More is coming to light in recent days and weeks to suggest that concerns about potential security issues with the healthcare.gov website may be justified.
In an article today from CNN, it was revealed that lack of testing of healthcare.gov presented a security risk, according to an internal government memo written by IT officials at CMS days before the launch.
An internal government memo obtained by CNN and written just days before the start of open enrollment for Obamacare warned of a “high” security risk because of a lack of testing of the HealthCare.gov website.
“Due to system readiness issues, the SCA (security control assessment) was only partly completed,” said the internal memo from the U.S. Center for Medicare and Medicaid Services. “This constitutes a risk that must be accepted and mitigated to support the Marketplace Day 1 operations.”
The memo goes on to explain that the Center for Medicare and Medicaid Services would create a “dedicated security team” to monitor the risk, conduct weekly scans and, within 60 to 90 days after the website went live, “conduct a full-scale SCA test.”
The memo did not detail the security concerns. It was written by IT officials at the Center for Medicare and Medicaid Services, and was sent to and signed by the agency’s director, Marilyn Tavenner, who testified on Capitol Hill on Tuesday that she thought the website was ready to go when it began its crash-riddled rollout on October 1.
And in an earlier article at CNN Money titled Security hole found in Obamacare website, it was also reported that a cybersecurity expert discovered a security flaw that went unaddressed for more than three weeks after healthcare.gov’s launch.
Until the Department of Health fixed the security hole last week, anyone could easily reset your Healthcare.gov password without your knowledge and potentially hijack your account.
The glitch was discovered last week by Ben Simo, a software tester in Arizona. Simo found that gaining access to people’s accounts was frighteningly simple. You could have:
- guessed an existing user name, and the website would have confirmed it exists.
- claimed you forgot your password, and the site would have reset it.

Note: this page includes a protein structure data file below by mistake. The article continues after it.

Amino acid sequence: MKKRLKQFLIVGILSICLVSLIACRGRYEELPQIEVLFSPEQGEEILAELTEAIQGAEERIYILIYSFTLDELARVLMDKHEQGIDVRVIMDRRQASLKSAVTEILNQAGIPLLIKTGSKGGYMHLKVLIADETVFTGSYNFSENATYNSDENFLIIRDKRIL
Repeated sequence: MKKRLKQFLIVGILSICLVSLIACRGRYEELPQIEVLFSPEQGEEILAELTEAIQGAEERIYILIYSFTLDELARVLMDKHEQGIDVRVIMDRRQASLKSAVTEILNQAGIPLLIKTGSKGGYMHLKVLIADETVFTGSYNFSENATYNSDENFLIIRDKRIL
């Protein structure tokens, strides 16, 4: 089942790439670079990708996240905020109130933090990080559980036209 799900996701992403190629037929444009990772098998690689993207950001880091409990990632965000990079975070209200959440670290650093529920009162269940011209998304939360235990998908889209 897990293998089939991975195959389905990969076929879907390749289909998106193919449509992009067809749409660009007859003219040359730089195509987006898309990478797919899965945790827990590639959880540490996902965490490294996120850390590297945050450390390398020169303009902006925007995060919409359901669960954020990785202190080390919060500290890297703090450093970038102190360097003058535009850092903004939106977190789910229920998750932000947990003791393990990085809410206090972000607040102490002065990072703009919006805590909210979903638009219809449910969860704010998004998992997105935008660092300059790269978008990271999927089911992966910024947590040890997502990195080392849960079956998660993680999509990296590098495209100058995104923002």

- viewed the site’s unencrypted source code in any browser to find the password reset code.
- plugged in the user name and reset code, and the website would have displayed a person’s three security questions (your oldest niece’s first name, name of favorite pet, date of wedding anniversary, etc.).
- answered the security questions wrong, and the website would have spit out the account owner’s email address — again, unencrypted.
Armed with the account holder’s email address, a person with malicious intent could easily track down their target on social media, where they’d likely discover the answers to those security questions.
The report further indicated that only minimal comprehension of viewing programming code was necessary to have potentially exposed a target’s address and phone number.
The existence of such a security issue is indicative of what many others have expressed – that hackers and those with savvy social engineering skills are likely to find plenty of other vulnerabilities not yet discovered or publicized. Via CNN, Simo points out a similar concern.
Still, Simo fears that a savvy hacker could find other holes and Obamacare applicants’ data will be compromised on a mass scale.
“This seems really sloppy,” Simo said. “Either the developers were incompetent and did not know how to do the basic things to protect user information, or the development was so fractured that the individuals building the system didn’t understand how they fit into the bigger picture.”
CNN Money reported that when Simo attempted to bring the security issue to the attention of officials, a healthcare.gov operator referred him to law enforcement.
That issue has since reportedly since been fixed, but that seems to be little assurance for many who still have concerns about the site’s security and protection of Americans’ privacy.
During today’s hearing with HHS Secretary Kathleen Sebelius, Republican Congressman Mike Rogers raised the issue that adequate end-to-end testing may not have been conducted to address security issues as new code has been added. HHS has maintained that security testing is conducted on an ongoing basis as new functionality is added, according to CBS News, but did not seem to specify whether or not that testing refers to full end-to-end testing.
From CBS News:
“You accepted a risk on behalf of every user of this computer that put their personal financial information at risk because you did not even have the most basic end-to-end test on security of this system,” Rogers said. “Amazon would never do this, ProFlowers would never do this, Kayak would never do this. This is completely an unacceptable level of security.”
“You have exposed millions of Americans because you all, according to your memo, believed it was an acceptable risk.”
Sebelius assured Rogers that the site is secure, that Americans’ personal information is secure and that it’s operating with a temporary security certificate until full testing can be completed.
An HHS official pointed out that Security Control Assessments of the enrollment and eligibility functions of the Marketplace and the datahub have been conducted and that “We continue to conduct security testing on an ongoing basis as we add new functionality.”
In her testimony today, Sebelius maintained that the personal information of Americans is secure.
Given the government’s performance on this project to date, and the unwillingness of officials to be entirely forthcoming about issues surrounding the project, I think it’s difficult to take such reassurances seriously.DONATE
Donations tax deductible
to the full extent allowed by law.